The investment capital poured into Vietnam’s fintechs in 2019 accounted for 36 percent of total capital into Southeast Asia. The figure was zero percent in 2018.
In 2015, fintechs began developing in Vietnam and the fintech community has been developing strongly since then, especially in Hanoi and HCM City. However, the number of fintechs in Vietnam remains modest if compared with other regional countries.
In Vietnam, MoMo is one of rare fintechs finding its name among the startups of international stature. It once was listed in the world’s top 100 fintechs. Some startups have utilized AI and data science in daily services that serve large communities of people, including FE Credit, Tima and Trusting Social.
The total amount of capital poured into the country soared from zero percent in 2018 to 36 percent of total capital flowing into Southeast Asia in 2019. The sharp rise just within one year showed the explosion of Vietnam’s fintechs.
|The total amount of capital poured into the country soared from zero percent in 2018 to 36 percent of total capital flowing into Southeast Asia in 2019. The sharp rise just within one year showed the explosion of Vietnam’s fintechs.|
Until now, fintechs, especially the ones providing payment services, have to spend big money to increase their presence in the community.
Ha Dang Chinh, a fintech expert at Tinh Van Technology JSC, warned that the fintechs need to be cautious when ‘burning money’ to attract users.
There are two important parts in expenses of technology firms. First, the expenses to obtain one user (creating habit of using service by regular customer). Second, the value of the life cycle customers can pay.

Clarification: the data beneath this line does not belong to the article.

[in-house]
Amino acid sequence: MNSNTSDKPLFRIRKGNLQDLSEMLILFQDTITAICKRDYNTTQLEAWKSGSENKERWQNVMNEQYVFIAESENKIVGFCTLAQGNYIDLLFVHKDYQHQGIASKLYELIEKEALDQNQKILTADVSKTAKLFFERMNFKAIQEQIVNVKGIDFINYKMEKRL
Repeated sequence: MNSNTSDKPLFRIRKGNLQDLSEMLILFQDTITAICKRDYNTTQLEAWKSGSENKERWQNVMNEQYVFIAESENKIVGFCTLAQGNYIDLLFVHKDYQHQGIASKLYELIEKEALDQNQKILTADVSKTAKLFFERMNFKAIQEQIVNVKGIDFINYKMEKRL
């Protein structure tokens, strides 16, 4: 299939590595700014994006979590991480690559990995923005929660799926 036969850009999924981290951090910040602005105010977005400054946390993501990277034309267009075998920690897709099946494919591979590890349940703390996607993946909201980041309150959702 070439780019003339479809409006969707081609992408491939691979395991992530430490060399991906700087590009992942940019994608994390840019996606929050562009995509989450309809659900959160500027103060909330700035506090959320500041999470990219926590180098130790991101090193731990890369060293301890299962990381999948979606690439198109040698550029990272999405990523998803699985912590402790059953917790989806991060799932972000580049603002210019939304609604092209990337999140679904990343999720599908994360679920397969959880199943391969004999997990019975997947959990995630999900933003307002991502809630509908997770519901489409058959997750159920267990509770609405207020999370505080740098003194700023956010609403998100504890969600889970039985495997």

It is necessary to analyze the relation between the amounts of money fintechs spend and the money customers can bring.
“We sometimes say we ‘burn money’ to obtain users, but we sometimes don’t understand the reasons why we burn money,” he said.
He went on to warn that the ‘burning money’ policy may do more harm than good. Users will immediately leave one e-wallet and shift to another one that is offers bigger preferences.
“One person may have 5-10 accounts,” he said.
The strong rise of fintechs has raised a question if fintechs could be a threat to banks.
Chinh commented that the banking sector is in the third wave of development. The second wave was seen some years ago and it was the development of e-banking. At present, banks are developing digital banking.
To develop digital banking, banks have to rely on new technologies such as AI, Big Data and Machine Learning.
In the process of digital transformation, the banks which go slowly will be seriously affected, but this will be the opportunity for small banks which still don’t have large coverage.
The expert believes that banks and fintechs should cooperate with each other to upgrade the services to be provided to customers.
Investment funds had poured $410 million into Vietnam’s fintechs as of the end of September 2019, according to a report of PricewaterhouseCoopers, United Overseas Bank and Singaporean Fintech Association.
E-commerce and fintechs accounted for four-fifths of the total number of big calls for capital in 2019. The biggest deal was worth $300 million.